Sunday, January 3, 2010

On the wisdom of praying

When people tear into each other, it is always wise to pray. Take your time. Tearing into each other can be devastating even in the online world. One might be terminally embarrassed.

I am reading a lovely book - The Sisters of Sinai, by Janet Soskice. This is a light but substantial introduction for me into the history of 19th century knowledge acquisition in Oriental studies. The particular story is the discovery of a palimpsest of the four gospels in Syriac (1892). It reads like a travelogue and so is light and enjoyable as any Grand Tour hosted by a good travel writer. But there is a serious core of introduction to Biblical Studies in the period including some hasty actions by the righteous but non-academic Presbyterian sisters, old scholars jealous of claiming credit where they think it is due, and indignant monks. Janet Soskice is our lecturer here at UVIC over the next two weeks. I may give you a lowdown on her talks. (If I can still write after all this grammar study!)

It is true to say that credit and pride, knowledge and character, and some incumbent vulnerability are all on display in the blog world. And some actions - like labeling people or deleting comments that are not spam but with which you disagree, or whatever other horrible lack of cyber-hospitality you can imagine, might actually have deleterious effects.  In the early days of 'online' when email was the rage, I knew people who 'had to take some offline time' - all the energy and fear and so on.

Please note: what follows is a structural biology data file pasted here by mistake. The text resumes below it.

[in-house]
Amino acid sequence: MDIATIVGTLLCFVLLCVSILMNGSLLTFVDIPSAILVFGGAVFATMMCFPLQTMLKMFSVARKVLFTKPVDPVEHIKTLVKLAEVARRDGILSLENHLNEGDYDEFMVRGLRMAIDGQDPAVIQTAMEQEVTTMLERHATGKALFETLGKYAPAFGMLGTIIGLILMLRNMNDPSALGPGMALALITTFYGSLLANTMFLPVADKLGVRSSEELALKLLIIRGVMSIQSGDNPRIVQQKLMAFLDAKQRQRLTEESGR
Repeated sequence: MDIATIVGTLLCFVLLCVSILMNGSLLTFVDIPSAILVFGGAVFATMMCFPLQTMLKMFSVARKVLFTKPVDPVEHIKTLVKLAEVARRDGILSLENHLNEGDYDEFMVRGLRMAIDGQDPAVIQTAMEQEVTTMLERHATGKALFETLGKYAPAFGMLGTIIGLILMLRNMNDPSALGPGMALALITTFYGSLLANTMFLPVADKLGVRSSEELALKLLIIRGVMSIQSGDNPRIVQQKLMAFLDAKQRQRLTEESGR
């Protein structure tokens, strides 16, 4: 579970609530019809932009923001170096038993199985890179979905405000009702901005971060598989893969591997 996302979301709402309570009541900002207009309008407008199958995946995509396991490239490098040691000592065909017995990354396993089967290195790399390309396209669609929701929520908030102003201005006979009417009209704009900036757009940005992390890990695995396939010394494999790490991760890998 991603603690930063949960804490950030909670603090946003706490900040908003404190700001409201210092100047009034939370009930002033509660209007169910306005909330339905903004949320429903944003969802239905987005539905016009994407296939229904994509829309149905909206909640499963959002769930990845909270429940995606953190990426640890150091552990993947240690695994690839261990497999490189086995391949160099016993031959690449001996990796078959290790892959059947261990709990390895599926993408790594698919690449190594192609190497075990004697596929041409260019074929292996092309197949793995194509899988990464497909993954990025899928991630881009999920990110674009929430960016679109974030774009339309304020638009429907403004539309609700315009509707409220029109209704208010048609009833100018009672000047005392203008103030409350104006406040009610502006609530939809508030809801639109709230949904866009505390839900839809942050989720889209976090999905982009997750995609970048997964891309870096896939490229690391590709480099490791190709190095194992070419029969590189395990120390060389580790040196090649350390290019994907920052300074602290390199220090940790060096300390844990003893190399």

By the way - I like being corrected. So if you see any howlers in my posts, do say so. As I noted recently, I blog to learn. I do not have the limitations that 19th century people had since I can cross the Sinai with a good book and never have to learn to sit on a camel. (We are going to Israel in October - to see the RWB perform - and to see Israel. It should be warmer than Winnipeg.)

No sooner had I posted this than a similar invitation came from Bishop Alan - nice coincidence. Also grateful for the timely plug for Janet Soskice's book from Living Wittily.

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